New local supermarket gets spiced up Spanish style

By Christine Wolstenholme


Maribell and Hoover Rengifo left Colombia for a better life and a chance at the American Dream nine years ago.  Their supermarket and deli, Olimpica, opened six months ago and business has been great.

The Rengifo couple, married for eight years, lived in Tampa for a while before moving to Land O’ Lakes.  They saw that there weren’t many Spanish markets or grocery stores in the area so they saw an opportunity to open one of their own.

“Olimpica means to win, to be huge.  I believe how you name it is how it’s going to be,” said Maribell, whose brother named the store.

Watermelons and pineapples greet you at the front door and a Spanish radio station plays all day, everyday in the supermarket, which is located at 19017 US 41 N. 

The Rengifo’s have a lot of products shipped from other countries including Colombia, Peru, Argentina and Puerto Rico.  The market offers a wide range of Spanish products such as,

Fresh produce like mangoes, papaya and plantains,

Spanish spices like ancho chili pods and linden flower,

Flan and majarete, a corn pudding

Tropical drinks made from aloe vera, tamarind juice, guanabana and pear nectar,

Chorizo, chicken, ribeye steaks, pork and an arrangement of Spanish cheeses.


The Rengifo’s also offer homemade empanadas and stuffed yucca/casaba.  They have fresh baked bread, homemade soups and homemade sandwiches, but their Cuban sandwiches are their most popular product.  The twelve-inch sandwiches cost $5.49 and the six-inches are $3.49.  “We use a seasoned pork, they’re delicious,” said Maribell.    

“I’m a regular here.  I come for the meat, the Spanish food and the excellent service,” said Mario Rivas of Lutz.

Olimpica also sells a lot of their “Deli Fruity Ice Cream Bars,” which come in coconut, passion fruit, blackberry, mango, pineapple and cheese and guava flavors.  The store, which is operated by family and friends, also sells plenty of the American products you would find in a corner store. 

Maribell, who learned how to speak English just by listening to others when she moved to America, said that their clientele is about 50-50, half Spanish and half American.  “Americans love Spanish food.”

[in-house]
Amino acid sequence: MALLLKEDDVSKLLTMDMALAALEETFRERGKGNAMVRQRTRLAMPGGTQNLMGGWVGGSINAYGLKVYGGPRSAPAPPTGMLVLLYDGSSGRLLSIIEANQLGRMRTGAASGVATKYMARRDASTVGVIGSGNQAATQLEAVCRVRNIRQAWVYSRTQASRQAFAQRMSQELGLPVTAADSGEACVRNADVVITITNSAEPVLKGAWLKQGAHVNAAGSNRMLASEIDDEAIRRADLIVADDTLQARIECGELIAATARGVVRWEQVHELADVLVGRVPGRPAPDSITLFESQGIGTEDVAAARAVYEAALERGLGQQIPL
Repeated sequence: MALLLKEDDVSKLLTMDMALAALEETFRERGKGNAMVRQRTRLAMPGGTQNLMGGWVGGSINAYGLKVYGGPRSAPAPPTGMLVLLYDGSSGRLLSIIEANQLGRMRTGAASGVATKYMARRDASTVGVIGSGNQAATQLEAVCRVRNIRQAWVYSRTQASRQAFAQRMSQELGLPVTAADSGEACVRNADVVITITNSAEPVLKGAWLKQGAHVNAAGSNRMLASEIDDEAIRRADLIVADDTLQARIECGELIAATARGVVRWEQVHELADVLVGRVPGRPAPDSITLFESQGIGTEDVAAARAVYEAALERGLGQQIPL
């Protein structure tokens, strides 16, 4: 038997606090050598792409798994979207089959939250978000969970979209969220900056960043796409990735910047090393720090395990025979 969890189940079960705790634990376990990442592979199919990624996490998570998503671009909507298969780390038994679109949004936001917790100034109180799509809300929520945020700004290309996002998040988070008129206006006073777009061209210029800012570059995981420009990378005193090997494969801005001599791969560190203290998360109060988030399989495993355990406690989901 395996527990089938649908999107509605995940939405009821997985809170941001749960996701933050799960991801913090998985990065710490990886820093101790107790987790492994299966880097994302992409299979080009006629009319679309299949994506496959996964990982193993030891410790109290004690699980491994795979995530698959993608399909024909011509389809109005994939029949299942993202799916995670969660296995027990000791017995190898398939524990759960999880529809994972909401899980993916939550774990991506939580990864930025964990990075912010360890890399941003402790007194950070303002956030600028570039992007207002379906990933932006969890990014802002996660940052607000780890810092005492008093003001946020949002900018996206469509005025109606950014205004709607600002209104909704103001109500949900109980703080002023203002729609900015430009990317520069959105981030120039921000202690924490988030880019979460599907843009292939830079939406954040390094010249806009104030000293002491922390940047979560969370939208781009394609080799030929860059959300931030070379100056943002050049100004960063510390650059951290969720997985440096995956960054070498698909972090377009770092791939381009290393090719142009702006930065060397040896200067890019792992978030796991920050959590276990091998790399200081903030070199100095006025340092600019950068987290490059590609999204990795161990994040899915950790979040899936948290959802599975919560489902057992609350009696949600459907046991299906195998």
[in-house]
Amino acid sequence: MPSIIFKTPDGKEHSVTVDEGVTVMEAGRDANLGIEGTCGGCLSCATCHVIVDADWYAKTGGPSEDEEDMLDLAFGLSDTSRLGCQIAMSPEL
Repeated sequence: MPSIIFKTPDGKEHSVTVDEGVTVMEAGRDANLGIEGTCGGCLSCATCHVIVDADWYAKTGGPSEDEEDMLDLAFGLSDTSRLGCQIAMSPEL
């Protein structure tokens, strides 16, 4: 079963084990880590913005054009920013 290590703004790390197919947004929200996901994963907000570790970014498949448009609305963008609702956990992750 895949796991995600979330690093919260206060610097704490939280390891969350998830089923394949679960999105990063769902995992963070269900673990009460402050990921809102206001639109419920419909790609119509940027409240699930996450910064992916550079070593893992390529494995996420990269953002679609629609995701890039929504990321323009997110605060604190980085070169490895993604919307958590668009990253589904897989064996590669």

Aside from food, Olimpica sells lottery tickets and has a Metro PCS station set up inside the store.  It’s like a typical convenience store in the neighborhood.  “People can buy phones or pay their bills,” says Hoover.  The Rengifo’s also have a wire system that sends money to other countries, similar to Western Union.  They’ll also send products like toys and clothes to other countries.  “We miss home.  We wish we could combine both countries,” said Maribell.

Business has been good thus far said Maribell, “We’re thinking positive about it, we see a big opportunity here.”  Hoover, who owned a small electronics store when he lived in Colombia joked, “Maribell does the money and the business, I just work here.”

The Rengifo’s have two children, Alejandro, 4, and Sebastian, 2, and they can be seen around the store from time to time.  The store is open Mon-Fri 6 a.m. to 8 p.m., on Sat from 7 a.m. to 8 p.m. and on Sun 9 a.m. to 6 p.m.

Olimpica supermarket and deli is located at 19017 US 41 N., just passed Lutz Lake Fern Rd.  For more information Maribell can be reached at (813) 909- 8929.


4 Responses to “New local supermarket gets spiced up Spanish style”

  1. usfadvancedreporting Says:

    Good job with the description of the store. I would probably cut down on the list of foods at the end of the first graph.

  2. usfadvancedreporting Says:

    Another good perspective on this story would be how the demographics have been changing in L O’ L and how this market illustrates that change. My Dominican friend graduated from Land O Lakes high in 1999, and he was about the only hispanic in his class.

  3. Priscilla Says:

    Good story, but too many unecessary information.

  4. usfadvancedreporting Says:

    I love the concept of the story and the quotes.

    Make sure you are attributing some of the dangling quotes and ideas like “The business has been great,” because it shouldn’t sound like the reporter is doing an advertisement for them. And maybe explain what some of the Spanish names of the foods mean, because not all people may know.

    Other than that, I think the story was very interesting and it makes me want to go there because Iove Spanish food.

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